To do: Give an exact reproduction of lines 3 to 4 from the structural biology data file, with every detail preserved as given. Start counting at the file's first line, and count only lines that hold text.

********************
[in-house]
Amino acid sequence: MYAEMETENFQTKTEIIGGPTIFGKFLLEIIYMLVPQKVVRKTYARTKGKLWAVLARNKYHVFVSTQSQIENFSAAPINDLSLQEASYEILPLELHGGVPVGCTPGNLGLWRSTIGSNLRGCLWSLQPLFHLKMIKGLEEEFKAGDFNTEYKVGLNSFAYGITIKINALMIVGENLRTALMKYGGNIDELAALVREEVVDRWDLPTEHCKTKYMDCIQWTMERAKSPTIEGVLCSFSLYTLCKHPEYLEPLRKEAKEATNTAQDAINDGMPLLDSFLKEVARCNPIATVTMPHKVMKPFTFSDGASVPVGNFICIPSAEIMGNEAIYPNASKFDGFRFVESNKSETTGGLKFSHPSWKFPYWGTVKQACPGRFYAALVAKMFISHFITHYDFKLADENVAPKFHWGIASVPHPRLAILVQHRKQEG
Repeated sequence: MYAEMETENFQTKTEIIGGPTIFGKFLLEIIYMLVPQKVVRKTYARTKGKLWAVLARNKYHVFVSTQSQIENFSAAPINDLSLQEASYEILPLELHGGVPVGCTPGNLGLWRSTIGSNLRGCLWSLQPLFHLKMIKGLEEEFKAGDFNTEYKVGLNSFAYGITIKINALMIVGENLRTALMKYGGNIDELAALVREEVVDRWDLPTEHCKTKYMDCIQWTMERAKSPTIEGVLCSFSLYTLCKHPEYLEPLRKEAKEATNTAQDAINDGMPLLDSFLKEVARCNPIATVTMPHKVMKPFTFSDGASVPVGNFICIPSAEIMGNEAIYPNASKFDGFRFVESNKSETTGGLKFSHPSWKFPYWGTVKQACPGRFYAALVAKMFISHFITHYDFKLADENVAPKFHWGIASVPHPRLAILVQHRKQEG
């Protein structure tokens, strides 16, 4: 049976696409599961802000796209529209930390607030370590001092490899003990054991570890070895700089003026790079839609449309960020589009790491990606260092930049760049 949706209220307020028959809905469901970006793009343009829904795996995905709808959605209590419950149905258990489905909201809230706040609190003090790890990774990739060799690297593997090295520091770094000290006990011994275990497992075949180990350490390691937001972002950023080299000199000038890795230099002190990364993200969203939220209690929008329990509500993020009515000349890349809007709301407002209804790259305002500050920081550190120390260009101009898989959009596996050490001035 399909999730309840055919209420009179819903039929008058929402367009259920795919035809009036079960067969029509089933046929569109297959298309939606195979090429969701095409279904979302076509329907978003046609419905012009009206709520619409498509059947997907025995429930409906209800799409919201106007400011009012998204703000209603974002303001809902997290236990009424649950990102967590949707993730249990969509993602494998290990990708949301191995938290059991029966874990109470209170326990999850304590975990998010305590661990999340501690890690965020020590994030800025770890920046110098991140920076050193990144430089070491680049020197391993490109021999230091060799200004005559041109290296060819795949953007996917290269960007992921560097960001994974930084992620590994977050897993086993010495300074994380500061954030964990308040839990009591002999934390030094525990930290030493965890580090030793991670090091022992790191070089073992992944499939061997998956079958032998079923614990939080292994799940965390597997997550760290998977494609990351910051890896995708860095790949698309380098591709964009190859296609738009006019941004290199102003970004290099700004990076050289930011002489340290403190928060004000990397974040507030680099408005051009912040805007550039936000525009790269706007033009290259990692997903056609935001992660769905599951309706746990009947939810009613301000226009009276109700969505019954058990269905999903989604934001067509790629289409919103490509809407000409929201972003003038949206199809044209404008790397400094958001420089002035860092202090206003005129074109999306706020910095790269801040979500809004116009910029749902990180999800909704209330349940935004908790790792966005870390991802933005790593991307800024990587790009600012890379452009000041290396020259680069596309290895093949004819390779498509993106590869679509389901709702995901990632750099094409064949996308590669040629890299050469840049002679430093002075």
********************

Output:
Repeated sequence: MYAEMETENFQTKTEIIGGPTIFGKFLLEIIYMLVPQKVVRKTYARTKGKLWAVLARNKYHVFVSTQSQIENFSAAPINDLSLQEASYEILPLELHGGVPVGCTPGNLGLWRSTIGSNLRGCLWSLQPLFHLKMIKGLEEEFKAGDFNTEYKVGLNSFAYGITIKINALMIVGENLRTALMKYGGNIDELAALVREEVVDRWDLPTEHCKTKYMDCIQWTMERAKSPTIEGVLCSFSLYTLCKHPEYLEPLRKEAKEATNTAQDAINDGMPLLDSFLKEVARCNPIATVTMPHKVMKPFTFSDGASVPVGNFICIPSAEIMGNEAIYPNASKFDGFRFVESNKSETTGGLKFSHPSWKFPYWGTVKQACPGRFYAALVAKMFISHFITHYDFKLADENVAPKFHWGIASVPHPRLAILVQHRKQEG
């Protein structure tokens, strides 16, 4: 049976696409599961802000796209529209930390607030370590001092490899003990054991570890070895700089003026790079839609449309960020589009790491990606260092930049760049 949706209220307020028959809905469901970006793009343009829904795996995905709808959605209590419950149905258990489905909201809230706040609190003090790890990774990739060799690297593997090295520091770094000290006990011994275990497992075949180990350490390691937001972002950023080299000199000038890795230099002190990364993200969203939220209690929008329990509500993020009515000349890349809007709301407002209804790259305002500050920081550190120390260009101009898989959009596996050490001035 399909999730309840055919209420009179819903039929008058929402367009259920795919035809009036079960067969029509089933046929569109297959298309939606195979090429969701095409279904979302076509329907978003046609419905012009009206709520619409498509059947997907025995429930409906209800799409919201106007400011009012998204703000209603974002303001809902997290236990009424649950990102967590949707993730249990969509993602494998290990990708949301191995938290059991029966874990109470209170326990999850304590975990998010305590661990999340501690890690965020020590994030800025770890920046110098991140920076050193990144430089070491680049020197391993490109021999230091060799200004005559041109290296060819795949953007996917290269960007992921560097960001994974930084992620590994977050897993086993010495300074994380500061954030964990308040839990009591002999934390030094525990930290030493965890580090030793991670090091022992790191070089073992992944499939061997998956079958032998079923614990939080292994799940965390597997997550760290998977494609990351910051890896995708860095790949698309380098591709964009190859296609738009006019941004290199102003970004290099700004990076050289930011002489340290403190928060004000990397974040507030680099408005051009912040805007550039936000525009790269706007033009290259990692997903056609935001992660769905599951309706746990009947939810009613301000226009009276109700969505019954058990269905999903989604934001067509790629289409919103490509809407000409929201972003003038949206199809044209404008790397400094958001420089002035860092202090206003005129074109999306706020910095790269801040979500809004116009910029749902990180999800909704209330349940935004908790790792966005870390991802933005790593991307800024990587790009600012890379452009000041290396020259680069596309290895093949004819390779498509993106590869679509389901709702995901990632750099094409064949996308590669040629890299050469840049002679430093002075």